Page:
fairness and procedural considerations.” Id.
Although the class members need not “‘hold
identical positions, the similarities necessary to maintain a
collective action under § 216(b) must extend beyond the
mere facts of job duties and pay provisions' and
encompass the defenses to some extent.”
Morgan, 551 F.3d at 1261-62 (quoting
Anderson, 488 F.3d at 953). Ultimately whether to
decertify a collective action “rests largely within the
district court's discretion.” Morgan, 551
F.3d at 1261 (quoting Anderson, 488 F.3d at 953).
their Motion, Defendants argue that Restaurant Delivery
Developers was not the employer of any delivery drivers.
(Doc. # 80 at 2). They present the affidavits of the four
individual Defendants, all averring that Restaurant Delivery
Developers was not a delivery company and never recruited,
hired, or contracted with any delivery drivers. (Doc. #
80-1). Instead, Defendants describe Restaurant Delivery
Developers as a consulting company, which was founded by the
four individual Defendants. According to Defendants,
Restaurant Delivery Developers merely helped establish local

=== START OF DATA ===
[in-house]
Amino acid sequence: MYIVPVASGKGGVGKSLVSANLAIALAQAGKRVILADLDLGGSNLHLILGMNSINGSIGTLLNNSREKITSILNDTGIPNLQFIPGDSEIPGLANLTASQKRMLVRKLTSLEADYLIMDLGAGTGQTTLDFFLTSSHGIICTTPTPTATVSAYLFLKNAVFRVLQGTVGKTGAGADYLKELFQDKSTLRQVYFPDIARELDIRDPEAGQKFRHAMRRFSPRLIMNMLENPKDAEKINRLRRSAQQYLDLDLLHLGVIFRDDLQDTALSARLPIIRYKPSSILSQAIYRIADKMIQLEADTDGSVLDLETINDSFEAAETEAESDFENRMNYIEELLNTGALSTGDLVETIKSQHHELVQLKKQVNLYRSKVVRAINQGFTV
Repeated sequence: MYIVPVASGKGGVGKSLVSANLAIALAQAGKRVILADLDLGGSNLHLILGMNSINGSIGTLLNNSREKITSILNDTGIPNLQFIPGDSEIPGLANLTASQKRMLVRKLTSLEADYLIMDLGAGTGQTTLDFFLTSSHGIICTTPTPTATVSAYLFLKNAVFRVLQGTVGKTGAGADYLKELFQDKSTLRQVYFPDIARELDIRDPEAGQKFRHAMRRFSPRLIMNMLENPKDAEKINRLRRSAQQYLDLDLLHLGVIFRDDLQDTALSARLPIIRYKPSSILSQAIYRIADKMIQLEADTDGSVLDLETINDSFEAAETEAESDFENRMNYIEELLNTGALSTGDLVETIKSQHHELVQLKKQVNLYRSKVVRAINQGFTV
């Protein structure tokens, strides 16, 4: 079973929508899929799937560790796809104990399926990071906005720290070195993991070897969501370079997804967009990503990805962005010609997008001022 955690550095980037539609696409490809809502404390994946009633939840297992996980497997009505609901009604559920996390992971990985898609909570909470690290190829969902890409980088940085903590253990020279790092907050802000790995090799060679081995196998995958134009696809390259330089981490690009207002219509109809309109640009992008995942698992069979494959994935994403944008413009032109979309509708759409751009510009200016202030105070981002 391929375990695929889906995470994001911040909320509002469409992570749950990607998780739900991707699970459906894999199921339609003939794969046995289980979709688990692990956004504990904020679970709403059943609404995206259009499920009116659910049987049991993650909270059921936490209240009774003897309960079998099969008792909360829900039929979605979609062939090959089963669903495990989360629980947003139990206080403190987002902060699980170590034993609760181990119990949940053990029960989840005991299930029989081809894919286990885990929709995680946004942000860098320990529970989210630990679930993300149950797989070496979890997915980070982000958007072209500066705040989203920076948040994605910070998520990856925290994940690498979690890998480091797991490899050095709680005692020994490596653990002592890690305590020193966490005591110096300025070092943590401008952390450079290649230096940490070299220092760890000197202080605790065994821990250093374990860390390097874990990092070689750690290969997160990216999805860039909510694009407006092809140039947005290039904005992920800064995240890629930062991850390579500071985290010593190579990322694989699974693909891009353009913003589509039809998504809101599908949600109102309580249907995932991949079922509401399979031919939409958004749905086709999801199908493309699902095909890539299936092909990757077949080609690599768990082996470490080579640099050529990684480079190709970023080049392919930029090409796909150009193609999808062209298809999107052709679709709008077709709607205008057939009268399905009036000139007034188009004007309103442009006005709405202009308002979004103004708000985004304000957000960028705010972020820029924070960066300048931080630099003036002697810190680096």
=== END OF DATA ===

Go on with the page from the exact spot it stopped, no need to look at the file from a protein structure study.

restaurant delivery companies that would use the Doorstep
Delivery name - essentially franchises - in different
geographic areas. (Id.). The restaurant delivery
companies were located in ten different states: Florida,
Tennessee, Texas, Maryland, North Carolina, New York,
Indiana, Georgia, Colorado, and Massachusetts. (Doc. # 85 at
5; Doc. ## 24, 47-54, 57-60, 63).
restaurant delivery companies, of which there were a total of
nineteen at one point, used delivery drivers who had signed
independent contractor agreements with a third-party company.
(Id.; Doc. # 80 at 4-5). If the delivery drivers
were actually employees under the FLSA, Defendants assert
that the delivery drivers were employees of that third-party
company, Delivery Drivers Inc. (DDI), or the local restaurant
delivery companies. (Doc. # 80 at 2-3). Defendants attach a
copy of the independent contractor agreement between DDI and
Roberson. (Doc. # 80-3).
Court need not address the issue of whether Defendants were
truly employers under the FLSA at this juncture. Whether
Defendants were the delivery drivers' employers is not
the issue before the Court. The only question before the
Court is whether the opt-in Plaintiffs are similarly situated
to one another such that this action may proceed as a
realizing this, Defendants also argue that Roberson and the
opt-in Plaintiffs are not similarly situated enough to
maintain this collective action. (Doc. # 80 at 11- 18). There
are 848 opt-in Plaintiffs, making for a total of 849
Plaintiffs. (Doc. # 85 at 2, 21). In determining whether
plaintiffs are similarly situated, courts consider the
following factors: “(1) disparate factual and
employment settings of the individual plaintiffs; (2) the
various defenses available to defendants that appear to be
individual to each plaintiff; and (3) fairness and procedural
considerations.” Morgan, 551 F.3d at 1261.
Disparate Factual and ...